Doctors have made a stomach-churning find on the tonsils of a woman complaining of pain after eating sashimi.
Researchers wrote in The American Society of Tropical Medicine and Hygiene the 25-year-old presented herself to a Tokyo hospital complaining of five days of “left pharyngeal pain and irritation”.
The pharynx is the part of the throat behind the mouth and nasal cavity.
She told doctors she had eaten “assorted sashimi”.
Doctors took a look down her throat and found “a black moving worm” on her left tonsil.
“Her blood test results were normal,” researchers wrote.
“Symptoms rapidly improved after removing the worm using tweezers.
“The worm body was black, 38 mm long, 1mm wide, and was moulting the outer cuticle.”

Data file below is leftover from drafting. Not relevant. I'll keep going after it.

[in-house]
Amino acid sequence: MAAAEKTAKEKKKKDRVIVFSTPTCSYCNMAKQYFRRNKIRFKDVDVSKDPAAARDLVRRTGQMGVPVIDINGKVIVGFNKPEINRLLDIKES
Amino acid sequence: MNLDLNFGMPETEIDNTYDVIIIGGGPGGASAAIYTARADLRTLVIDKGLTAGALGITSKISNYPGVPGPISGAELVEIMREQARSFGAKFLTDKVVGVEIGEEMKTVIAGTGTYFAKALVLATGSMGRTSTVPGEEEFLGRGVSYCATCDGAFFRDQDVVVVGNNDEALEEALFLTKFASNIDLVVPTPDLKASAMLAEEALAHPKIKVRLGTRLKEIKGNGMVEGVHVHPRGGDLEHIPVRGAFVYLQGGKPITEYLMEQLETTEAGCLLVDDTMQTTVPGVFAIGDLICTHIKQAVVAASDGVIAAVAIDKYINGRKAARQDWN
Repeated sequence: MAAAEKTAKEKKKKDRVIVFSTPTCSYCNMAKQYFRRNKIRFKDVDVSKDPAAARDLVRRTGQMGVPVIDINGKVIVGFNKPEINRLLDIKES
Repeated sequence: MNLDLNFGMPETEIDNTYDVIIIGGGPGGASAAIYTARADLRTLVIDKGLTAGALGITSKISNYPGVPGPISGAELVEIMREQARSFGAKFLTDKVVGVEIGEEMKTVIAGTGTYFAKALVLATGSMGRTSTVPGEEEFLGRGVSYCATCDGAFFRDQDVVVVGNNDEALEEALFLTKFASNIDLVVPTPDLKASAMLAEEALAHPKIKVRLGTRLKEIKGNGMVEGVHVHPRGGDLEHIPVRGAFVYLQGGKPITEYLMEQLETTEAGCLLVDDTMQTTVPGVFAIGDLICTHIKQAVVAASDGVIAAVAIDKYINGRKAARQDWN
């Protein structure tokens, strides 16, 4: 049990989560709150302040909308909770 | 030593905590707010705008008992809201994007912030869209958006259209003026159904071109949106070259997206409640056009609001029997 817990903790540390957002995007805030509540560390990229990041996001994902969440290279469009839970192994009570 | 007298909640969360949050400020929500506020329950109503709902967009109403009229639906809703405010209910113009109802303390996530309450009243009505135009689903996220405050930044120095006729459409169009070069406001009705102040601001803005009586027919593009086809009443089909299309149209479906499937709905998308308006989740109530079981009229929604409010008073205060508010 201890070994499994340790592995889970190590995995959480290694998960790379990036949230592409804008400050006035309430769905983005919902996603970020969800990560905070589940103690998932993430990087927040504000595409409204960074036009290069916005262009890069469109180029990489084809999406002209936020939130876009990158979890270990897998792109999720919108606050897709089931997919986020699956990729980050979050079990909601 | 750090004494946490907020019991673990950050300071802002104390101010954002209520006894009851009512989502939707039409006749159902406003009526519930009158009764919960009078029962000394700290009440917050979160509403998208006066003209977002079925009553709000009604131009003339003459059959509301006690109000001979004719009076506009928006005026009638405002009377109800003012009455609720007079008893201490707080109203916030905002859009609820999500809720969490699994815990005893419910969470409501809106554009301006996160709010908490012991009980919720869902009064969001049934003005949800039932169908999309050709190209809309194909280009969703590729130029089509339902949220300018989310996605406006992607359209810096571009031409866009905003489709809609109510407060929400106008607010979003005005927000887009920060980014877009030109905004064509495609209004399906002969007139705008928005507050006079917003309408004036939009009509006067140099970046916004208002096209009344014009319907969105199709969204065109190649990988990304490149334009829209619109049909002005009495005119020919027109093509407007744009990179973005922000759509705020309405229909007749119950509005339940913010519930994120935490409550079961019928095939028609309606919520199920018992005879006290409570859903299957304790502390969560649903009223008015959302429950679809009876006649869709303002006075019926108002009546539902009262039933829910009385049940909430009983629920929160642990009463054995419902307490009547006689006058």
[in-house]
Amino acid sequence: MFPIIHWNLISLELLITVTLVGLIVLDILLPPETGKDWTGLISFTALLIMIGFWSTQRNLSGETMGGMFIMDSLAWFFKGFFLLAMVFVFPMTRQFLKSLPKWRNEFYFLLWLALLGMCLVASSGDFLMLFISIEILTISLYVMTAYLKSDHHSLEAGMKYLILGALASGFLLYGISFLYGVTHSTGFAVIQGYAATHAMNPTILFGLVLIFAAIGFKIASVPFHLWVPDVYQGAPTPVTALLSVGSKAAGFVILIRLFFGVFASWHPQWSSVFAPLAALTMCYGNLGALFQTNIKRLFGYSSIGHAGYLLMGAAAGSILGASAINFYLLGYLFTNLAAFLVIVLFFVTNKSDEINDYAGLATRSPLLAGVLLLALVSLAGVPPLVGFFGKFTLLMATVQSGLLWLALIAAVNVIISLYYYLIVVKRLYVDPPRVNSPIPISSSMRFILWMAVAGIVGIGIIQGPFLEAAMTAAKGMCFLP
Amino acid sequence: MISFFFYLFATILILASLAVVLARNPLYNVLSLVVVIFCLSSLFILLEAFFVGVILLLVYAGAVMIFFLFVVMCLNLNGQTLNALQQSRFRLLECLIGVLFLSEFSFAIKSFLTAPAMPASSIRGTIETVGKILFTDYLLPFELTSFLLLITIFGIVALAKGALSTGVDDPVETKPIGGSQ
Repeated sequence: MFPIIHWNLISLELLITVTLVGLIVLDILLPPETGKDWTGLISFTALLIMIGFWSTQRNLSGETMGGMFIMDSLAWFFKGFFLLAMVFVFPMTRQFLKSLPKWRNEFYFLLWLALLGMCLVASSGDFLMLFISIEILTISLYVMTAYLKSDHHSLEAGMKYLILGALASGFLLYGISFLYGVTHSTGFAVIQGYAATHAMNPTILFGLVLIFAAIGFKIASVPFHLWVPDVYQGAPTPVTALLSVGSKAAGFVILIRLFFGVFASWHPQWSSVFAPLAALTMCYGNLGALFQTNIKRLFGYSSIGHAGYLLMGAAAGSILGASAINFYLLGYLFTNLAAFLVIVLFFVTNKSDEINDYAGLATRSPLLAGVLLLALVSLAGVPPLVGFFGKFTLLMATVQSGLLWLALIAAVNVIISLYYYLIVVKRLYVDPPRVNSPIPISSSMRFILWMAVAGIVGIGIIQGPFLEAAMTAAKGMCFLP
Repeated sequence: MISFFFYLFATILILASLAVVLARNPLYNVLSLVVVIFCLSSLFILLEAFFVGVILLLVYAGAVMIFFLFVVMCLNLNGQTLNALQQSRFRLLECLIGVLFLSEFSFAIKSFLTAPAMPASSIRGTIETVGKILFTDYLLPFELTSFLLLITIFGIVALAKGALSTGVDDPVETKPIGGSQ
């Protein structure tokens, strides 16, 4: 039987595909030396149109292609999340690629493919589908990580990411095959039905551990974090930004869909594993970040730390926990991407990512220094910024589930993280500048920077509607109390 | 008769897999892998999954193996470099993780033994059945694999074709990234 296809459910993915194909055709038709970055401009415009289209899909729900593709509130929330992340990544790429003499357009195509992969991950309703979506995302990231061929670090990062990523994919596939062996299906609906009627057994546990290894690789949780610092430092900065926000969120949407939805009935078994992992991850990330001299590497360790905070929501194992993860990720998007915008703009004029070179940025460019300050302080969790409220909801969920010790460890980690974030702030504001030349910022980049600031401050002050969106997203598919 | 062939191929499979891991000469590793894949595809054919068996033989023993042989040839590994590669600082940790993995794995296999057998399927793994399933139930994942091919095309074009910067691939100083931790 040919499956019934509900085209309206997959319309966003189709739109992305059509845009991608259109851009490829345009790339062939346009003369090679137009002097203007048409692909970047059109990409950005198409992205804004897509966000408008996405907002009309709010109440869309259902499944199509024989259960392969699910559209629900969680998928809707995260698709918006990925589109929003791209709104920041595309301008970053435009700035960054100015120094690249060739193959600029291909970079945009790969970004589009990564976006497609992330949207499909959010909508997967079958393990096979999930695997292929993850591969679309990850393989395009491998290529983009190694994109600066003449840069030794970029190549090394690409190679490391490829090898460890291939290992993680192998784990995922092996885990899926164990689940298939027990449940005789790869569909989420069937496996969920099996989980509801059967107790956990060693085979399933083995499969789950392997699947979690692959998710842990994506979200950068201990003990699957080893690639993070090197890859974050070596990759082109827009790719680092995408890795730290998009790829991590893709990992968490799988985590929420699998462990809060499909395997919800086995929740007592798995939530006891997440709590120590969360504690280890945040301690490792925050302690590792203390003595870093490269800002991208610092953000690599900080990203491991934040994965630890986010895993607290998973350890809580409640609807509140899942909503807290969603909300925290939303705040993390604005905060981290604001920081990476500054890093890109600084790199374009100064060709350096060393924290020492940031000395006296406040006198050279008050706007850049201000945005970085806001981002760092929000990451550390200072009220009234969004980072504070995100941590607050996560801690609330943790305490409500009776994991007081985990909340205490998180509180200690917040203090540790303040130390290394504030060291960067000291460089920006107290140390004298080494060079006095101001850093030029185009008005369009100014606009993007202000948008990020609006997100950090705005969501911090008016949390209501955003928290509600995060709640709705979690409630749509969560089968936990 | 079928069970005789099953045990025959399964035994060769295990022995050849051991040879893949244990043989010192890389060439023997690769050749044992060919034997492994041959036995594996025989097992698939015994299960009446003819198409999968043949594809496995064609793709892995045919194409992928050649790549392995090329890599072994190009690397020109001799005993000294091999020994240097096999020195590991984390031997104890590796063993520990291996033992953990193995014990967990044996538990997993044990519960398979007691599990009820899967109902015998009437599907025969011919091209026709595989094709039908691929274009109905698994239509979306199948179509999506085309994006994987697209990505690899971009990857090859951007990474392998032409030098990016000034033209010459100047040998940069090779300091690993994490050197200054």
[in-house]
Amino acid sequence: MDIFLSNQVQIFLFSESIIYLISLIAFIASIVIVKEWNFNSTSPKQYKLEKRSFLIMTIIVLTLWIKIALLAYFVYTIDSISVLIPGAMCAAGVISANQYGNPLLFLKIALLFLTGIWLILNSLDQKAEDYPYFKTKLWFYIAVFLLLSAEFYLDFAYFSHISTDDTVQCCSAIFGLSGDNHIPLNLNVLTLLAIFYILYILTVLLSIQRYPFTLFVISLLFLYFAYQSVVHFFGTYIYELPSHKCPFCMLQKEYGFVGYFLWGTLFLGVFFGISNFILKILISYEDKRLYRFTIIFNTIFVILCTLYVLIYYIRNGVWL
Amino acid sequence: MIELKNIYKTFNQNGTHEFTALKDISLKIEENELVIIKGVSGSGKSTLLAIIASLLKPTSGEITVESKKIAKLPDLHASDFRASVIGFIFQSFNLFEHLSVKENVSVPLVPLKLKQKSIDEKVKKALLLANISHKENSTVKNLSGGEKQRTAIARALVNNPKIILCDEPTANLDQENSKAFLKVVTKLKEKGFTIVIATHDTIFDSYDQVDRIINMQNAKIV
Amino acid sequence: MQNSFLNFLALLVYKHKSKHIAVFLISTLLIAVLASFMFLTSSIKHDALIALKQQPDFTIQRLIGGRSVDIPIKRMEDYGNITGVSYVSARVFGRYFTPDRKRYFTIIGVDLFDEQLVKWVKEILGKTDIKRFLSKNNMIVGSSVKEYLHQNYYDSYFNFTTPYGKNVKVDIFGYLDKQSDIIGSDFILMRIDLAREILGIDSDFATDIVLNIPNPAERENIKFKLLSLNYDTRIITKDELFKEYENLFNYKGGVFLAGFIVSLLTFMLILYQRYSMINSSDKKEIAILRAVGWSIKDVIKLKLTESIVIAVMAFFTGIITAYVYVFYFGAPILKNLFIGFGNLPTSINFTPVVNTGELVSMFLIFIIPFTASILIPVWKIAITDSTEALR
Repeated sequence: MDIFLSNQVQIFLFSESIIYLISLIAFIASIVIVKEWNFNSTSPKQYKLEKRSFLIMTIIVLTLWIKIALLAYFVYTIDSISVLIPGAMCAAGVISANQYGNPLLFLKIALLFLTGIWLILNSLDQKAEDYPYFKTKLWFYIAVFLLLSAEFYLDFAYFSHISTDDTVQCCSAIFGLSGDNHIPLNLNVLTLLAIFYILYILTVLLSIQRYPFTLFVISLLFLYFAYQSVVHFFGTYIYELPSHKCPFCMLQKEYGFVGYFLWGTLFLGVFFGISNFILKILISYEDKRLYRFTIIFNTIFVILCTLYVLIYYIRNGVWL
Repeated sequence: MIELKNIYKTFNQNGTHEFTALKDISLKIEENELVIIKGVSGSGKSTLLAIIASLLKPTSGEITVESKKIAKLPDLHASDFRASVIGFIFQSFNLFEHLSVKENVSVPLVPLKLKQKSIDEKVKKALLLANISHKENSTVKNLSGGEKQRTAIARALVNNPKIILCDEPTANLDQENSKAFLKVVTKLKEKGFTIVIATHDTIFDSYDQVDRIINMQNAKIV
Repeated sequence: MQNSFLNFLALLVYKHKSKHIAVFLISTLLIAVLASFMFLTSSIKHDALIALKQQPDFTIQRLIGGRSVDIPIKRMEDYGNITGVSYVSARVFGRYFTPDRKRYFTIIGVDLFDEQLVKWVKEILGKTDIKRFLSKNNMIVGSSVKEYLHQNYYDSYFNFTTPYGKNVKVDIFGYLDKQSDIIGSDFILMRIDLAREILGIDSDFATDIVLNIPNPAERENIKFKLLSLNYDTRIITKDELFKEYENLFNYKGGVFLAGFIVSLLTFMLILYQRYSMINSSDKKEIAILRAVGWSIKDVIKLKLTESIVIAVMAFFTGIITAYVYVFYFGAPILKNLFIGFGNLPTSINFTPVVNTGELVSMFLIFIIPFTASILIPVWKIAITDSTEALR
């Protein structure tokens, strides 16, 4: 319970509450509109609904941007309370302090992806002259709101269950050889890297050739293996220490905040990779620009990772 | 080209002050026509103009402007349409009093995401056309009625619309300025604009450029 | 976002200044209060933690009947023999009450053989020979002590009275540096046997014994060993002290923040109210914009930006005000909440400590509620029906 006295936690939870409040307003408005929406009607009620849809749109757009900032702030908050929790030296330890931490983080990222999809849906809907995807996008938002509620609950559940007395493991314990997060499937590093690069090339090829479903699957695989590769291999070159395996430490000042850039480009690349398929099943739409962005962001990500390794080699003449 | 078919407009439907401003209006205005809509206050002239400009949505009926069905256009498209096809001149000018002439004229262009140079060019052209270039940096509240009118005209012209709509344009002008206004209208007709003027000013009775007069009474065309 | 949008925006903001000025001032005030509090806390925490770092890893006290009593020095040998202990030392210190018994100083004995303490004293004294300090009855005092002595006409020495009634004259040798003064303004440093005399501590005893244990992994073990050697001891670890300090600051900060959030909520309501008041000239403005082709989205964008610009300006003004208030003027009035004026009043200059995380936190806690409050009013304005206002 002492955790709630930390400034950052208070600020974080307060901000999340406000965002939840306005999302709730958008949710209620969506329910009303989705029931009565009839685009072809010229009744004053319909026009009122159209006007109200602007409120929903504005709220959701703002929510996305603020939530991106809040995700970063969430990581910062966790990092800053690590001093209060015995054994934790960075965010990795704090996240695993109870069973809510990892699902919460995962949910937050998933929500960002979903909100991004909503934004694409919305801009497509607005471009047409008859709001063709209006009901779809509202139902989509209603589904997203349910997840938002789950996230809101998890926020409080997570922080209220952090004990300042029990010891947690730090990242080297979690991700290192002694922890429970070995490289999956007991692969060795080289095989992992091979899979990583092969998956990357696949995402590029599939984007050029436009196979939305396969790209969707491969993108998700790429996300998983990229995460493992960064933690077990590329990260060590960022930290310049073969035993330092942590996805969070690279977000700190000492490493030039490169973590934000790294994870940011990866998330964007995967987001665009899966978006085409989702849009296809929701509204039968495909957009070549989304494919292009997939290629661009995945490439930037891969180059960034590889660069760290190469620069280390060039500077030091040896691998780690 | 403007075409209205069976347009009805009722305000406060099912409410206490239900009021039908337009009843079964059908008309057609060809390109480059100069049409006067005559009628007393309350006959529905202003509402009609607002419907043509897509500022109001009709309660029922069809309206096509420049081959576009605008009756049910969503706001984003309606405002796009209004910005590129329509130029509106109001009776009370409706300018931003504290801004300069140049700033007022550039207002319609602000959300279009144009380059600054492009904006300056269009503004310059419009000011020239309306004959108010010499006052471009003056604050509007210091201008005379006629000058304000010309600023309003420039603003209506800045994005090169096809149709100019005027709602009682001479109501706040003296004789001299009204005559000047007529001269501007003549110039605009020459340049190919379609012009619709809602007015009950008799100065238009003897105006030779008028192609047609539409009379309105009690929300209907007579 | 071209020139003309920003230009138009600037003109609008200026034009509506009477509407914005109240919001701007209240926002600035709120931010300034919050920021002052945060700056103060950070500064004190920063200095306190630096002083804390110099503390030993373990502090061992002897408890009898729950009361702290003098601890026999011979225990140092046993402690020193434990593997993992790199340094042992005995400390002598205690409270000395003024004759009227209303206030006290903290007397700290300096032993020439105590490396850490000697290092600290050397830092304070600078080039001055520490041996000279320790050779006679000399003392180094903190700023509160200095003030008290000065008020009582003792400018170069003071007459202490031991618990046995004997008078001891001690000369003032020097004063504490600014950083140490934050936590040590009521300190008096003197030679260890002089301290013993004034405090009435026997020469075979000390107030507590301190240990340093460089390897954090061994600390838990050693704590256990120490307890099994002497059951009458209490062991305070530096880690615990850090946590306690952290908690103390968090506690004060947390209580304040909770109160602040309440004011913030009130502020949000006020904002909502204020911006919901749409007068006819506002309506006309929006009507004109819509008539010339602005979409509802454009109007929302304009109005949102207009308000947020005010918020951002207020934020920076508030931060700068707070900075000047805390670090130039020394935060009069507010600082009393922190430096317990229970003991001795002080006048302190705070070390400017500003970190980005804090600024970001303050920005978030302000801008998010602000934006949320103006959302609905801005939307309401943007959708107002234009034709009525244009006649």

The creature was identified as a type of nematode or roundworm.
Nematodes live in many types of ecosystems from saltwater to soil and the smallest are microscopic.
Researchers wrote the woman’s worm usually gets into people’s systems through “third-stage larvae in raw or undercooked marine fish”.
They added more than 700 cases have been reported in Japan, North Pacific countries, South America, and the Netherlands.
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